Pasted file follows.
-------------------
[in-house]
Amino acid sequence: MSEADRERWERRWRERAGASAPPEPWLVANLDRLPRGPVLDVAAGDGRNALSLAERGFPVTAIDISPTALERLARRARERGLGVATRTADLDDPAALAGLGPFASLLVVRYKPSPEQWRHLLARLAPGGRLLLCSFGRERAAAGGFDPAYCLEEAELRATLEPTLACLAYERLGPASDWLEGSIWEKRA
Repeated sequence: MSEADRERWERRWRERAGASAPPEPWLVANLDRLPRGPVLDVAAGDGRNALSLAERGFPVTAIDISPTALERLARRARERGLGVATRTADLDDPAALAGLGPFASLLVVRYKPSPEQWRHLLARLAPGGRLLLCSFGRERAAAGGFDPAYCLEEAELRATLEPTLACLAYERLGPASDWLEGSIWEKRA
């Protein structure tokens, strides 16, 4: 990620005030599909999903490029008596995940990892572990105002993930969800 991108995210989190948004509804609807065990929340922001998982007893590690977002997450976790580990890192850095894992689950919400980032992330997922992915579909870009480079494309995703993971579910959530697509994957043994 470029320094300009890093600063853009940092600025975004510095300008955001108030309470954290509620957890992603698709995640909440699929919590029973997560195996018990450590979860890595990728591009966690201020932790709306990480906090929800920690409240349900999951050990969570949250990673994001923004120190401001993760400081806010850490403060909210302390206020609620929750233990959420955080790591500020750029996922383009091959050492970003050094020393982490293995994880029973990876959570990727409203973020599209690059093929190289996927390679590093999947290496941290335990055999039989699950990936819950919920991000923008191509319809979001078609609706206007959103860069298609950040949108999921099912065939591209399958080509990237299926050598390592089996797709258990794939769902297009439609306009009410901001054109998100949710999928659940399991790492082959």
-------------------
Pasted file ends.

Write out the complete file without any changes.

[in-house]
Amino acid sequence: MSEADRERWERRWRERAGASAPPEPWLVANLDRLPRGPVLDVAAGDGRNALSLAERGFPVTAIDISPTALERLARRARERGLGVATRTADLDDPAALAGLGPFASLLVVRYKPSPEQWRHLLARLAPGGRLLLCSFGRERAAAGGFDPAYCLEEAELRATLEPTLACLAYERLGPASDWLEGSIWEKRA
Repeated sequence: MSEADRERWERRWRERAGASAPPEPWLVANLDRLPRGPVLDVAAGDGRNALSLAERGFPVTAIDISPTALERLARRARERGLGVATRTADLDDPAALAGLGPFASLLVVRYKPSPEQWRHLLARLAPGGRLLLCSFGRERAAAGGFDPAYCLEEAELRATLEPTLACLAYERLGPASDWLEGSIWEKRA
């Protein structure tokens, strides 16, 4: 990620005030599909999903490029008596995940990892572990105002993930969800 991108995210989190948004509804609807065990929340922001998982007893590690977002997450976790580990890192850095894992689950919400980032992330997922992915579909870009480079494309995703993971579910959530697509994957043994 470029320094300009890093600063853009940092600025975004510095300008955001108030309470954290509620957890992603698709995640909440699929919590029973997560195996018990450590979860890595990728591009966690201020932790709306990480906090929800920690409240349900999951050990969570949250990673994001923004120190401001993760400081806010850490403060909210302390206020609620929750233990959420955080790591500020750029996922383009091959050492970003050094020393982490293995994880029973990876959570990727409203973020599209690059093929190289996927390679590093999947290496941290335990055999039989699950990936819950919920991000923008191509319809979001078609609706206007959103860069298609950040949108999921099912065939591209399958080509990237299926050598390592089996797709258990794939769902297009439609306009009410901001054109998100949710999928659940399991790492082959």